“In 1960, there was no CORA nor any similar legislation at the federal level, and the press and public had to rely on a vaguely defined common-law right that was difficult to enforce. That changed at both levels in the 60s. When I first arrived in Colorado for law school 50 years ago CORA was quite the buzz.
“But it proved to be a bit less than hoped for, because enforcement was available only for those who were able to afford legal fees, enjoyed access to pro bono legal assistance, or had the temerity to take on well-lawyered public entities on their own.
“The original CORA was comparatively simple compared to what we have today, with its reams of exceptions-to-exemptions and internally contradictory clauses added over the years. But the public’s right to know has also made significant gains under CORA, particularly when the law was amended to provide for a mandatory award of attorney fees and costs to any citizen who prevails in court against a resisting records custodian. After a number of six-figure awards of legal fees, records custodians have noticeably veered toward voluntary compliance.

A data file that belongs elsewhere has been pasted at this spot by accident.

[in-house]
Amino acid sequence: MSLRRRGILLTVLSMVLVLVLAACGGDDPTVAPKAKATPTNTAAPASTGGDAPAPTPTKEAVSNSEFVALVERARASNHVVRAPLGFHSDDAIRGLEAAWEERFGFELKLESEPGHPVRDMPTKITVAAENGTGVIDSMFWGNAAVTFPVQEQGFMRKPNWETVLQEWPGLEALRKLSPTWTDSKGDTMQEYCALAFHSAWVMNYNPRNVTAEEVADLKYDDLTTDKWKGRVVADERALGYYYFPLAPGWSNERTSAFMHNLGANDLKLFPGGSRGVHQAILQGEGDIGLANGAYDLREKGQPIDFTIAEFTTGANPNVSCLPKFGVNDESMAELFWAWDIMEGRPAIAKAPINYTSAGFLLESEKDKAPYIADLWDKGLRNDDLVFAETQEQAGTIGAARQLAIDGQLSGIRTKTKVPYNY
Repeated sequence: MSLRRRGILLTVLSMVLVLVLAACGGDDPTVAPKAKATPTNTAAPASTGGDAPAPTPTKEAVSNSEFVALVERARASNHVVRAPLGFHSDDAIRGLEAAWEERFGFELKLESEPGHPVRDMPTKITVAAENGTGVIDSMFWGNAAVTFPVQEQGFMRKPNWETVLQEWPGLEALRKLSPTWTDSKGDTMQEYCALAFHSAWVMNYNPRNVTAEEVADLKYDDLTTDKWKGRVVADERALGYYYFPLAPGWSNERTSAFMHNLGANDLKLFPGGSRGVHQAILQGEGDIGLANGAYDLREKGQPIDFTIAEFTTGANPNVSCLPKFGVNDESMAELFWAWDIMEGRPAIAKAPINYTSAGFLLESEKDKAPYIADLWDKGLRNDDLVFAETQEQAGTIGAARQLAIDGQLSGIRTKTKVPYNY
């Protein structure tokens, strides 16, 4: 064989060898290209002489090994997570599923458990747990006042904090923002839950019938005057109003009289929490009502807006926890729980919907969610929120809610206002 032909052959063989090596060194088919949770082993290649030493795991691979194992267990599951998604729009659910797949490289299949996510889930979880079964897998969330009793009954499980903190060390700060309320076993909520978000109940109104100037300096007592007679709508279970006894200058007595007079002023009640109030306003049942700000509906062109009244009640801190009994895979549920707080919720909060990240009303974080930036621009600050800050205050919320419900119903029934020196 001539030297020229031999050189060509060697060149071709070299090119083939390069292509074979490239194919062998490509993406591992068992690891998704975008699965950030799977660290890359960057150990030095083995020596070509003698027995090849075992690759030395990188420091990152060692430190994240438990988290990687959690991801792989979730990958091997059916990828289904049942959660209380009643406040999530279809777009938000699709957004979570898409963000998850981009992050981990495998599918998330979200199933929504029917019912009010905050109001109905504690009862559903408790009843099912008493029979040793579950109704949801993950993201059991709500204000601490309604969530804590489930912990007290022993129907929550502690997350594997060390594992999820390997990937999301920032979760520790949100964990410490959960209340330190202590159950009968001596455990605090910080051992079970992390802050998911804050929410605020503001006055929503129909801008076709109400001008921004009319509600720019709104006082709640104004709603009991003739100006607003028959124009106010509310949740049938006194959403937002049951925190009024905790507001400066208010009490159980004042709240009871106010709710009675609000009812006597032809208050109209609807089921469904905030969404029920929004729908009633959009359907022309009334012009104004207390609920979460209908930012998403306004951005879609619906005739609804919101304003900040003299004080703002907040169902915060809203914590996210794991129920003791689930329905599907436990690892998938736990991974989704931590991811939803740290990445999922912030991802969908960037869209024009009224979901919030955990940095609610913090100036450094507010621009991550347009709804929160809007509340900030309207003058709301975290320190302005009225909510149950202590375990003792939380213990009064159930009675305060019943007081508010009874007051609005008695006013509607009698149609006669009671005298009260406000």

“Just to keep the glass half full requires vigilance and diligence by people willing to fight for their rights, both in the courts and in the legislature. The citizens of this state should be grateful to the CFOIC (and support it) for its role in waging those fights on their behalf.”
Kevin Vaughan, 9NEWS investigative reporter and former journalist for the Rocky Mountain News and The Denver Post.“The Colorado Open Records Act is the only thing standing between a Colorado citizen and government secrecy. It’s the law that guarantees each of us the right to know how government operates – without it, we wouldn’t be able to demand to know how public officials spend tax money or how they make decisions on important issues. It’s a law that I have read and referred to and cited thousands of times over the years, and I think we all owe a debt of gratitude to the legislators who had the foresight to recognize that it was vital in a robust democracy for the people to understand how the people’s business is conducted.